You’ve been waiting anxiously since last June (or, in some cases, much longer than that) to find out if this is, finally, the year you’ll be drawn to go on the hunt of a lifetime. And today, you’ll find out.
The state’s annual moose permit lottery will kick off at 1 p.m. on Saturday, and a total of 3,135 hunters will have their names drawn via computer, then read aloud over a YouTube feed that can be watched around the world.
That’s a big difference from past years, when the lottery drawing has become a popular event that cities and towns compete to host. Most years, several hundred prospective moose hunters flock to the lottery location to check out the action, visit with other moose hunters, and dream about how their own hunt will go, should they be lucky enough to win a permit.
So, what are your chances of winning a permit this year? It all depends on how picky you were when you filled out your application — hunters can opt to accept only specific zones, seasons, or genders of moose — and how many consecutive years you’ve been entering unsuccessfully.
That’s because entrants receive a “bonus point,” or extra chance in the lottery, for each of their first five unsuccessful years of entering. For years six through 10, they get two extra chances per year. Years 11 through 15 are worth three bonus chances, and those who’ve entered unsuccessfully for 16 years or more get 10 points per year for all those years greater than 15.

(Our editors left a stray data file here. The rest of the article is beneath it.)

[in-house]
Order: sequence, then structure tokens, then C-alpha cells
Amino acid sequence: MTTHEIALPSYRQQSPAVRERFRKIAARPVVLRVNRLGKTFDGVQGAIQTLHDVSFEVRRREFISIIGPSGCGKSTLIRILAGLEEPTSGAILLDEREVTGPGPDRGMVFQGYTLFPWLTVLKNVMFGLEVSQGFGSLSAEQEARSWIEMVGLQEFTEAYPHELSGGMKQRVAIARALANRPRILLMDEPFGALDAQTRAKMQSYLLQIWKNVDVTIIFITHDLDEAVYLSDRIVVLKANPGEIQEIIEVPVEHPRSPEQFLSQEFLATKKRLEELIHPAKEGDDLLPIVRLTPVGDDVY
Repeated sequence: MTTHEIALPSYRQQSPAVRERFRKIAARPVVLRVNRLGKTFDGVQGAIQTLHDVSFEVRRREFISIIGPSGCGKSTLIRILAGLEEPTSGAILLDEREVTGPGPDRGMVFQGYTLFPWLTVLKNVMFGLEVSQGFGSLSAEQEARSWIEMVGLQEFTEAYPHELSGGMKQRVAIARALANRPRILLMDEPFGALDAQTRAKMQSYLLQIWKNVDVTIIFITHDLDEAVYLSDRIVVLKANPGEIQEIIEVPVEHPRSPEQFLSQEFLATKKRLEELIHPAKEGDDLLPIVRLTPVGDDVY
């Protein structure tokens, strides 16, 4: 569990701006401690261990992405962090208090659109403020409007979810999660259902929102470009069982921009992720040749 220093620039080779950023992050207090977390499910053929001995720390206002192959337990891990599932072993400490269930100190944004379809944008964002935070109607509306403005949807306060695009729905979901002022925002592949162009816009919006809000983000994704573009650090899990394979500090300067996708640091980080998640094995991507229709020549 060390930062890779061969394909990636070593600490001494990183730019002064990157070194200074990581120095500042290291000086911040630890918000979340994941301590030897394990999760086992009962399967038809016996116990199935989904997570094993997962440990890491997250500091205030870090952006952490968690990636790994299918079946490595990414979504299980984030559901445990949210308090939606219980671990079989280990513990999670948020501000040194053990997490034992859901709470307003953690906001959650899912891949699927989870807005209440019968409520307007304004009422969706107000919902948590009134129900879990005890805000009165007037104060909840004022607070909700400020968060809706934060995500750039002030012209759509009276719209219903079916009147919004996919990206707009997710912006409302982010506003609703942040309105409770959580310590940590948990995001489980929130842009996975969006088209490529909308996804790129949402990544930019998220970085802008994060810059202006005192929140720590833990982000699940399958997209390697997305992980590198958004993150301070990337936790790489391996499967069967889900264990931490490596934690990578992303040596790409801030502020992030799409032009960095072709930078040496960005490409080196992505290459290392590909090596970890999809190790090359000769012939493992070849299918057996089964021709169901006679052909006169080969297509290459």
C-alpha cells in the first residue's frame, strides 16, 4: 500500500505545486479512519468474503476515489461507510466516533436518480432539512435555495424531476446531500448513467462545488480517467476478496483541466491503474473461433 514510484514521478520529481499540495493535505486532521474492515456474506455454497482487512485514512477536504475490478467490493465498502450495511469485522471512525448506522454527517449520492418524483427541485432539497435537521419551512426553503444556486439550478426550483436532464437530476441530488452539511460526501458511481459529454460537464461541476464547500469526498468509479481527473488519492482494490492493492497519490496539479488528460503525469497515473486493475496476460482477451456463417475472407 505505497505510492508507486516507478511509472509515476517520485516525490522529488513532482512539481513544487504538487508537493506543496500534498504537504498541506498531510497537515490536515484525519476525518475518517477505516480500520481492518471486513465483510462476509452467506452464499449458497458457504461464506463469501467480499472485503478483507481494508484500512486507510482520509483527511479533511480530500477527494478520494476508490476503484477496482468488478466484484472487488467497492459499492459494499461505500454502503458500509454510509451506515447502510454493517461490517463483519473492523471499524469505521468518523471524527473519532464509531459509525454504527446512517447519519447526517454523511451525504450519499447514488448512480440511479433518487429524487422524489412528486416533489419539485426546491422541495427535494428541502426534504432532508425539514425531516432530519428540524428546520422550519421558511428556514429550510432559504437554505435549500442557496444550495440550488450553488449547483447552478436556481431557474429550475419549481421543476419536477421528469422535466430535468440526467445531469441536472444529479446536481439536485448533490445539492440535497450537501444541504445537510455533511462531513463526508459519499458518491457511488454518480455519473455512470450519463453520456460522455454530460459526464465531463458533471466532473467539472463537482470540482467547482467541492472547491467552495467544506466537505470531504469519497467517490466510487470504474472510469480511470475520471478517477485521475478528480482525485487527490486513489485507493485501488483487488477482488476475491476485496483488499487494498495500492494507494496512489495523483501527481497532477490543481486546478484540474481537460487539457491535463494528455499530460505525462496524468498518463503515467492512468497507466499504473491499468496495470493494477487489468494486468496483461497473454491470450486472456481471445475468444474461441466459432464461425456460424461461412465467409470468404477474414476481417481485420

According to the Maine Department of Inland Fisheries and Wildlife, the overall odds for a single resident “chance” to be drawn, should they be willing to accept any season and any type of permit, are 1 in 72. The more chances you have in the drawing, the better your odds get. By statute, only 10 percent of the permits each year go to nonresident hunters, so their odds are much worse — 1 in 1,388 for each chance.
Maine’s modern moose hunt began in 1980, when 700 permits were allotted for a one-year experimental hunt. After a one-year hiatus to study the hunt, it returned in 1982 and has been held annually ever since.
This year’s moose seasons:
— Sept. 28-Oct. 3, with 955 bull permits allotted in 12 Wildlife Management Districts.
— Oct. 12-17, with 1,395 bull permits allotted in 19 WMDs.
— Oct. 26-31, with 745 cow permits allotted in 6 WMDs.
— Nov. 2-28 (including Oct. 31 for residents), with 40 any-moose permits allotted in 2 WMDs.